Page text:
Unauthorised access, modification or impairment with intent to commit a serious indictable offence is a crime under section 308C of the Crimes Act 1900, which carries a maximum penalty equivalent to that of the intended offence.
To establish the offence, the prosecution must prove beyond reasonable doubt that:
- You caused an unauthorised computer function
- You knew the function was unauthorised, and
- You intended by doing so to commit a serious indictable offence, or to facilitate the commission of a serious indictable offence, whether by you or another person.
‘Unauthorised computer function’ means:
- Unauthorised access to data held in a computer
- Unauthorised modification of data held in a computer, or
- Unauthorised impairment of an electronic communication to or from a computer.
‘Data held in a computer’ means:
- Data entered or copied into a computer
- Data held in any removable storage which was in a computer for a time, or
- Data held in any data storage device on a computer network of which a computer forms a part.
‘Access’ to data held in a computer means:
- The display of data by the computer or any other output of the data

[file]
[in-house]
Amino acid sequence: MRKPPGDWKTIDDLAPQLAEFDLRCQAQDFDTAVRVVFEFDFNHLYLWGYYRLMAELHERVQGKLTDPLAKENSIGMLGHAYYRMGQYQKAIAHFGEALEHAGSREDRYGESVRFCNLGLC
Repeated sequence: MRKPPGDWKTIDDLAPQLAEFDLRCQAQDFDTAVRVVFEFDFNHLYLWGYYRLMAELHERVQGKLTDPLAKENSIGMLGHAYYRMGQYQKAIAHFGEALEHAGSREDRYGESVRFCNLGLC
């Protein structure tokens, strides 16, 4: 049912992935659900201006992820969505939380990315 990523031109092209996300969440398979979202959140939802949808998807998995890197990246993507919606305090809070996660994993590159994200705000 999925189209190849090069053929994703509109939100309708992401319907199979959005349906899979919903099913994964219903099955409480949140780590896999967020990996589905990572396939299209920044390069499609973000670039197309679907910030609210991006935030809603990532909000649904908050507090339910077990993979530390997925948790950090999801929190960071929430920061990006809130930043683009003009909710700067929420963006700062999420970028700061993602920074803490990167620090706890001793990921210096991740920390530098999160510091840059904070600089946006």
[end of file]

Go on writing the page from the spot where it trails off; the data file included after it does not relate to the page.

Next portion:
- The copying or moving of the data to any other place in the computer or to any data storage device, or
- The execution of any program.
‘Modification’ of data held in a computer means:
- The alteration or removal of data, or
- The addition of data.
‘Impairment’ of an electronic communication means:
- The prevention of any such communication, or
- The impairment of any such communication on an electronic link or network.
‘Impairment’ does not include the mere interception of a communication.
A computer function is ‘unauthorised’ if you were not entitled to cause it.
A ‘serious indictable offence’ is one that carries a maximum penalty of at least 5 years in prison.
You may be found guilty of the offence even if:
- The commission of the intended serious indictable offence was impossible, or
- The intended serious indictable offence was to be committed at a later time.
Duress is a defence to the charge.